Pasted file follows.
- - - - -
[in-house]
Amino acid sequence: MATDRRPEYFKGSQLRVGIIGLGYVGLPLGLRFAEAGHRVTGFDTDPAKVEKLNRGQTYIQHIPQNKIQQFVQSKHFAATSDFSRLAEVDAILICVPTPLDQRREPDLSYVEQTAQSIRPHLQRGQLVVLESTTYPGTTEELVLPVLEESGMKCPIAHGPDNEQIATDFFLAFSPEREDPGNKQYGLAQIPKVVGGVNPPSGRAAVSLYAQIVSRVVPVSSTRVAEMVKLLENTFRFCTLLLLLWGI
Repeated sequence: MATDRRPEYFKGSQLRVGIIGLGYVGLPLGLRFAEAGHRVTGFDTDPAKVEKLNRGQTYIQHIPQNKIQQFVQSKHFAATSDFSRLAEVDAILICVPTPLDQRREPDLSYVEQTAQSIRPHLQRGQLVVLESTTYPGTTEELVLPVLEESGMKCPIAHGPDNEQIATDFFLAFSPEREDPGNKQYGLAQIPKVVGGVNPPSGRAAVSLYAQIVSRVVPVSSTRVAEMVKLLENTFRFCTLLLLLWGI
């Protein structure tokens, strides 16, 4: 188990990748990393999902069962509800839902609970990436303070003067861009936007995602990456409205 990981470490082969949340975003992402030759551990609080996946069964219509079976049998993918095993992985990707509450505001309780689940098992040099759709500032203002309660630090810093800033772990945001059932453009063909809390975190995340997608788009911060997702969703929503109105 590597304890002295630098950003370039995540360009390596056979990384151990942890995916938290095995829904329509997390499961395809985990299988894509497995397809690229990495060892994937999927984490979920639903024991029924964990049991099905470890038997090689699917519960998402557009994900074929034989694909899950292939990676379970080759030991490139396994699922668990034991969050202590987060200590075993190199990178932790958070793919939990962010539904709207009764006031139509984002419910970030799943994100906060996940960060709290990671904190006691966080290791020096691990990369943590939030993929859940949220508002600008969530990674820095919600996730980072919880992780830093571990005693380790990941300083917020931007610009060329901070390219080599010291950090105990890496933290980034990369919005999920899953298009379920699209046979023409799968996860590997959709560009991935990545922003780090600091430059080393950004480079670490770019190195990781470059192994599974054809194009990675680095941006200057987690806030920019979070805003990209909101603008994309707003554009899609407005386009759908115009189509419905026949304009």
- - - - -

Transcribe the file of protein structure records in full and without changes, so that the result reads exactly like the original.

[in-house]
Amino acid sequence: MATDRRPEYFKGSQLRVGIIGLGYVGLPLGLRFAEAGHRVTGFDTDPAKVEKLNRGQTYIQHIPQNKIQQFVQSKHFAATSDFSRLAEVDAILICVPTPLDQRREPDLSYVEQTAQSIRPHLQRGQLVVLESTTYPGTTEELVLPVLEESGMKCPIAHGPDNEQIATDFFLAFSPEREDPGNKQYGLAQIPKVVGGVNPPSGRAAVSLYAQIVSRVVPVSSTRVAEMVKLLENTFRFCTLLLLLWGI
Repeated sequence: MATDRRPEYFKGSQLRVGIIGLGYVGLPLGLRFAEAGHRVTGFDTDPAKVEKLNRGQTYIQHIPQNKIQQFVQSKHFAATSDFSRLAEVDAILICVPTPLDQRREPDLSYVEQTAQSIRPHLQRGQLVVLESTTYPGTTEELVLPVLEESGMKCPIAHGPDNEQIATDFFLAFSPEREDPGNKQYGLAQIPKVVGGVNPPSGRAAVSLYAQIVSRVVPVSSTRVAEMVKLLENTFRFCTLLLLLWGI
């Protein structure tokens, strides 16, 4: 188990990748990393999902069962509800839902609970990436303070003067861009936007995602990456409205 990981470490082969949340975003992402030759551990609080996946069964219509079976049998993918095993992985990707509450505001309780689940098992040099759709500032203002309660630090810093800033772990945001059932453009063909809390975190995340997608788009911060997702969703929503109105 590597304890002295630098950003370039995540360009390596056979990384151990942890995916938290095995829904329509997390499961395809985990299988894509497995397809690229990495060892994937999927984490979920639903024991029924964990049991099905470890038997090689699917519960998402557009994900074929034989694909899950292939990676379970080759030991490139396994699922668990034991969050202590987060200590075993190199990178932790958070793919939990962010539904709207009764006031139509984002419910970030799943994100906060996940960060709290990671904190006691966080290791020096691990990369943590939030993929859940949220508002600008969530990674820095919600996730980072919880992780830093571990005693380790990941300083917020931007610009060329901070390219080599010291950090105990890496933290980034990369919005999920899953298009379920699209046979023409799968996860590997959709560009991935990545922003780090600091430059080393950004480079670490770019190195990781470059192994599974054809194009990675680095941006200057987690806030920019979070805003990209909101603008994309707003554009899609407005386009759908115009189509419905026949304009």